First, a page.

Byline: Graeme Evans
A MULTI-BILLION pound bail-out that could leave the Government with major stakes in some of the country's biggest banks was being hammered out last night.
Treasury officials and bank executives are reported to be working towards an announcement on the pounds 50bn capital-raising plan before markets open today.
Royal Bank of Scotland and HBOS are expected to lead the way with proposals involving the issue of ordinary shares, underwritten by the Government.
Existing investors will be able to buy the new shares, but any not taken up will result in the Government holding substantial shareholdings in both firms.
It is thought RBS wants the Government to underwrite a pounds 20bn cash call to investors, while mortgage lender HBOS is requesting up to pounds 12bn.
The proposals come less than a week after the Government unveiled a pounds 400bn package aimed at recapitalising the banks and encouraging firms to lend to each other again.
The talks have been accelerated after heavy falls on world markets last week, including a 61% drop in the value of RBS to less than pounds 12bn. There was speculation last night that banking shares could be suspended today so traders are able to digest details of the announcement.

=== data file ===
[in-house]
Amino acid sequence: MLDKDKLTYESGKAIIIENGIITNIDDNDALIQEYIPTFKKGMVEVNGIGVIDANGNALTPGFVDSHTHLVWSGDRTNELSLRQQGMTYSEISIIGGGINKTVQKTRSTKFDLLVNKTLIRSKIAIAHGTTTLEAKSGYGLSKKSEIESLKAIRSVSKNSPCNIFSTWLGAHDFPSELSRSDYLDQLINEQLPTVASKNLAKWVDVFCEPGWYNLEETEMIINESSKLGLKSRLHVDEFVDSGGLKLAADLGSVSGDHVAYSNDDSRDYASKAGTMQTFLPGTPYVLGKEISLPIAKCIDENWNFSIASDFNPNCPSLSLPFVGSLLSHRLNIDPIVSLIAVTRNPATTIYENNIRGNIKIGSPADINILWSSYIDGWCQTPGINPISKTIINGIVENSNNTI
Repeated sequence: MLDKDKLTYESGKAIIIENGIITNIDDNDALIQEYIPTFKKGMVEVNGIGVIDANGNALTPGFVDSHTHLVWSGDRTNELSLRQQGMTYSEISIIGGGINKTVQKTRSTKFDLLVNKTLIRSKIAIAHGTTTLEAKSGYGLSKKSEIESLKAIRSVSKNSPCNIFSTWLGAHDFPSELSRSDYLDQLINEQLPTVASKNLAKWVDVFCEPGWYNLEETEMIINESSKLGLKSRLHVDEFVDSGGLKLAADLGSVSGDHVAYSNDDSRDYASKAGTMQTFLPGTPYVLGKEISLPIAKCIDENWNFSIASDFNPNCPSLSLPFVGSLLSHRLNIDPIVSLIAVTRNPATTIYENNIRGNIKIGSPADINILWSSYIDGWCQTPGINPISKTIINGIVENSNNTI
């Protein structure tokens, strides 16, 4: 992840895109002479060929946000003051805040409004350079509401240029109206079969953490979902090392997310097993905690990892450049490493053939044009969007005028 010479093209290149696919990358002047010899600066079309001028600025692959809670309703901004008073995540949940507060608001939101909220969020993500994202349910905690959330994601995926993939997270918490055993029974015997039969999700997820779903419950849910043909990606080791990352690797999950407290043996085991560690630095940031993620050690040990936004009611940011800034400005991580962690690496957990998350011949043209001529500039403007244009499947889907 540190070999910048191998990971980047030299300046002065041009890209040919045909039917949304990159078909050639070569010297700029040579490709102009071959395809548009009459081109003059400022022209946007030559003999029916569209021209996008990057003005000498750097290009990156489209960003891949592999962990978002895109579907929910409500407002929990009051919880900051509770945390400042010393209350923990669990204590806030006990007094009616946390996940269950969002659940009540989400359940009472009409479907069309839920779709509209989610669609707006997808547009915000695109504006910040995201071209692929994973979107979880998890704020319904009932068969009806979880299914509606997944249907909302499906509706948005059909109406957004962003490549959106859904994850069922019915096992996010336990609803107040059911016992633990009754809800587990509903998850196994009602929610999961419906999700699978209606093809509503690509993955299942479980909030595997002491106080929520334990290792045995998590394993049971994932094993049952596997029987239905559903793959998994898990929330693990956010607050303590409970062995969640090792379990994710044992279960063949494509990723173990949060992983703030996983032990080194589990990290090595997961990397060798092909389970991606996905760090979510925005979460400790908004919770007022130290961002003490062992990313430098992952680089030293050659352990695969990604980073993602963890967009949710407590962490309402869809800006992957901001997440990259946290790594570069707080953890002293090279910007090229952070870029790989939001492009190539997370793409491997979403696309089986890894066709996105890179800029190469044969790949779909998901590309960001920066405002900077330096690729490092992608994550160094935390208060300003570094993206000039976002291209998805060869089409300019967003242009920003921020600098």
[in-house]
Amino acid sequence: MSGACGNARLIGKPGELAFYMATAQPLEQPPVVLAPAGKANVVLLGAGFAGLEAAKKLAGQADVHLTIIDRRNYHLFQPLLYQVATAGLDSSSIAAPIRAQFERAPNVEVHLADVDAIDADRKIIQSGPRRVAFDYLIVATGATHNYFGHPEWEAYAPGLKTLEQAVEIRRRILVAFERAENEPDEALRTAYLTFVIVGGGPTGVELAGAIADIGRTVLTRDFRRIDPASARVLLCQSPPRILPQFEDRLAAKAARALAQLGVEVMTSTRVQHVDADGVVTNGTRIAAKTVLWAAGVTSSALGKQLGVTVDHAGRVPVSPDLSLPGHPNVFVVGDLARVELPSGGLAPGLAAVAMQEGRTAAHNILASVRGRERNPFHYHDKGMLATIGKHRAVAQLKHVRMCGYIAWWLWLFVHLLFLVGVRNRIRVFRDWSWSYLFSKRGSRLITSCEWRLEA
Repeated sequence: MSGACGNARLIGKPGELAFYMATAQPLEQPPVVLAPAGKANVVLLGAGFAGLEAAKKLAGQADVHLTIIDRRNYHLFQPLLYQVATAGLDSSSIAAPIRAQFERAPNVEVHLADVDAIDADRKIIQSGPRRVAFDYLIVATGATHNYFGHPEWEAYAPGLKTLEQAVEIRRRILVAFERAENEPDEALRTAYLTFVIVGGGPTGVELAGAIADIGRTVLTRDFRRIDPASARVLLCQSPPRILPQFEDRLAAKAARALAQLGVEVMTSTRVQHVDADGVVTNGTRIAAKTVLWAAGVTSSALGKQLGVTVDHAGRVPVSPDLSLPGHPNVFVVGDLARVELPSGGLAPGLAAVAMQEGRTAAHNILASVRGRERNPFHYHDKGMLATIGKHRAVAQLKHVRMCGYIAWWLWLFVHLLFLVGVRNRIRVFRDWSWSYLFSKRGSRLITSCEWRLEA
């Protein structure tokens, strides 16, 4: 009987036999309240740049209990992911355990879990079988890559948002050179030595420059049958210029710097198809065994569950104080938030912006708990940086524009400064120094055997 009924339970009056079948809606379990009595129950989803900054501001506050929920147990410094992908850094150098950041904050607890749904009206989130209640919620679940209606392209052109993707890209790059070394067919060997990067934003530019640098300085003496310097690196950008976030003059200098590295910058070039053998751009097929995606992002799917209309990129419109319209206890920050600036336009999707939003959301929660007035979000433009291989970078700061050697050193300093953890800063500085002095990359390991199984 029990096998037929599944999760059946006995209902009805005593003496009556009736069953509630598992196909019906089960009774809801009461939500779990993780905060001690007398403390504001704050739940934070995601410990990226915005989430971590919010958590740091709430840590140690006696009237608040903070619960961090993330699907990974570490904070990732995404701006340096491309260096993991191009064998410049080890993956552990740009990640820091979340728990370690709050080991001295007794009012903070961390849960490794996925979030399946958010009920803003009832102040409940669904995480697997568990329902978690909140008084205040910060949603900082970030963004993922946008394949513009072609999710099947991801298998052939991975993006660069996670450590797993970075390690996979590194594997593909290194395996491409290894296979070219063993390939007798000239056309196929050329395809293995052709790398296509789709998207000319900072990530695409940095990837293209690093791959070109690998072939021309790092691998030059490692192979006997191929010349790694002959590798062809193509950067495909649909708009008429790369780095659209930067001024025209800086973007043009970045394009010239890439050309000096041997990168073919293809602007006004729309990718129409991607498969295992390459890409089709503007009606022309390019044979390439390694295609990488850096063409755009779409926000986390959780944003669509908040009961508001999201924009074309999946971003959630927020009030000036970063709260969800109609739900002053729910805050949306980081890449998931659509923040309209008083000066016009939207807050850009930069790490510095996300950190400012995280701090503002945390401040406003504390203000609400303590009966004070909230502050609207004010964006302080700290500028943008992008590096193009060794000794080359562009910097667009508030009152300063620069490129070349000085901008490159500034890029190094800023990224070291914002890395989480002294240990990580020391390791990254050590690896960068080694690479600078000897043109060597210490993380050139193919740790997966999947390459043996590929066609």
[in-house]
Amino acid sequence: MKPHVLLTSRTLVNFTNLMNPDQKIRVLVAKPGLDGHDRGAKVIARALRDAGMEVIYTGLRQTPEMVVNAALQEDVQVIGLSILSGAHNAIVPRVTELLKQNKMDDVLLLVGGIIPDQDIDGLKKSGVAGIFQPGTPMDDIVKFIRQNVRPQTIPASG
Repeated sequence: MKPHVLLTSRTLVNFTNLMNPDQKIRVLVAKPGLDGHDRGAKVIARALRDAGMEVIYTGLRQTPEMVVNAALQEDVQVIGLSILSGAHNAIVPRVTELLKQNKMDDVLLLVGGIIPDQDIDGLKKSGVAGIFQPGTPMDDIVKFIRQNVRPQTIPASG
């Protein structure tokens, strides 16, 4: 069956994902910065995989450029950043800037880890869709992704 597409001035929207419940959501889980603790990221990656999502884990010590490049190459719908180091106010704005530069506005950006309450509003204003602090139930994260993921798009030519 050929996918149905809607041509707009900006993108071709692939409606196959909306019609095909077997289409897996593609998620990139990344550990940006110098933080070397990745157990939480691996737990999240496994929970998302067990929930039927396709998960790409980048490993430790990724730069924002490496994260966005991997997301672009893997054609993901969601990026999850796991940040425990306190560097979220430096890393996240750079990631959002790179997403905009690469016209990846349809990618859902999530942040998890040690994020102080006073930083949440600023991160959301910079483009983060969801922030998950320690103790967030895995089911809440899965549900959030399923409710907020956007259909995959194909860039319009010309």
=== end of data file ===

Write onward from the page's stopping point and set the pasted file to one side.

The original plan by the Government involved taking preference shares in the companies, which would pay a dividend and rank above ordinary shareholders in any break-up.
However, the proposals will now also see ordinary shares offered to investors, ensuring the banks get the cash they want. Any shares taken by the Government will be placed in a newly created bank reconstruction fund that would hold the stock until market conditions improve.
The Government's assistance will be in return for pledges from banks that they curb executive pay and resume lending to individuals and small businesses.
It may also insist on boardroom representation.
Bank of England governor Mervyn King has reportedly told the banks to ask for more than they need, meaning their capital position would be strengthened sufficiently to absorb further shocks and a long recession. …